The Bastille day fireworks had just ended when a large white truck drove fast and deliberately at the crowd on the Nice waterfront on Thursday.
A few hours later, the 40 or so people gathered in a room for victims’ families at the Pasteur hospital in the French Riviera town had the horror of it all etched on their faces.
People cried, some holding their heads in their hands. One woman with bruises on her face sat in a wheelchair, weeping and looking desperate.
At least 80 people died in the carnage and many more were injured in what President Francois Hollande said was clearly a terrorist attack, with several children among the dead.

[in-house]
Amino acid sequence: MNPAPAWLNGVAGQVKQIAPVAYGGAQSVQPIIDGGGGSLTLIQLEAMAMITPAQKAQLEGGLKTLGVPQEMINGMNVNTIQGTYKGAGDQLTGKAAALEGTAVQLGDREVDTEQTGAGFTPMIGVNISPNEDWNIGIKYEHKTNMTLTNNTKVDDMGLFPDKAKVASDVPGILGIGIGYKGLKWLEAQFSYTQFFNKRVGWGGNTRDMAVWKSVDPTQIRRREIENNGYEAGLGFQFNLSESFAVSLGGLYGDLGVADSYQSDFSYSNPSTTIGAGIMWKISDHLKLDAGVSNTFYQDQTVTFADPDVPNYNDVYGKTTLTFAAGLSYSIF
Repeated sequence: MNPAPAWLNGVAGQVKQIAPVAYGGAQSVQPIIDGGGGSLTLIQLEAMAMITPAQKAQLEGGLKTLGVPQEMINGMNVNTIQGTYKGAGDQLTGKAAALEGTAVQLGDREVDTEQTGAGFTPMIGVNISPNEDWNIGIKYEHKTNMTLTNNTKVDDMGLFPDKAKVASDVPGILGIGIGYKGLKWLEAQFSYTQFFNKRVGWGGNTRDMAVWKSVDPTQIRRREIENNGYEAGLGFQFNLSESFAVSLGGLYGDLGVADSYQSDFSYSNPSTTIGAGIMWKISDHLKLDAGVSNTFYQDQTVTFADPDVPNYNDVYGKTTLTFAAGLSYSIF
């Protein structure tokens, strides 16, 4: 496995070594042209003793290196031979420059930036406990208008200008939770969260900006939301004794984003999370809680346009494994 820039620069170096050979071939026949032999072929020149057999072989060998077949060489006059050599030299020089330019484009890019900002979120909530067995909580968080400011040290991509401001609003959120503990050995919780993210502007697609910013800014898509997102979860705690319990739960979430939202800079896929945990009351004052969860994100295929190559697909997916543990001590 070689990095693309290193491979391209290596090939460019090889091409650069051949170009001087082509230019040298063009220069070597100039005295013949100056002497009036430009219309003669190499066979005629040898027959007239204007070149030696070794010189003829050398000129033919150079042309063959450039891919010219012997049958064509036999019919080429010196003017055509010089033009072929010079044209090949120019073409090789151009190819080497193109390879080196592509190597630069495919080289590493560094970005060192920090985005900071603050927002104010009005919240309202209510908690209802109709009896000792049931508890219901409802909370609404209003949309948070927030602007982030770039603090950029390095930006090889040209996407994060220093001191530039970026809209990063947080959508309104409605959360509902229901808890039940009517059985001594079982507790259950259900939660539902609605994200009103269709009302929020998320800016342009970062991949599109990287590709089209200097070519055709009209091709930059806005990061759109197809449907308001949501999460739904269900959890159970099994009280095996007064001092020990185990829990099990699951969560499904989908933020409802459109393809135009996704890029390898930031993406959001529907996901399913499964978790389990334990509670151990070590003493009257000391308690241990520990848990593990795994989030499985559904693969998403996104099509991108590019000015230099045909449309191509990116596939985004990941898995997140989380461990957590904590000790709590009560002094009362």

Laurence Marie, who works at Lenval paediatric hospital, said “many” more children were undergoing serious operations there.
The attack came eight months after the Islamist militant shootings and suicide bombings in Paris that killed 130 people.
Hollande had announced just hours earlier, while marking France’s national day celebrating the birth of the world’s first republic, that he would lift the state of emergency that was put in place after the November killings.
“We were all very happy, ready to celebrate all night long, we had a big plan!,” said a 20-year-old woman in the hospital room who gave her name as Fanny.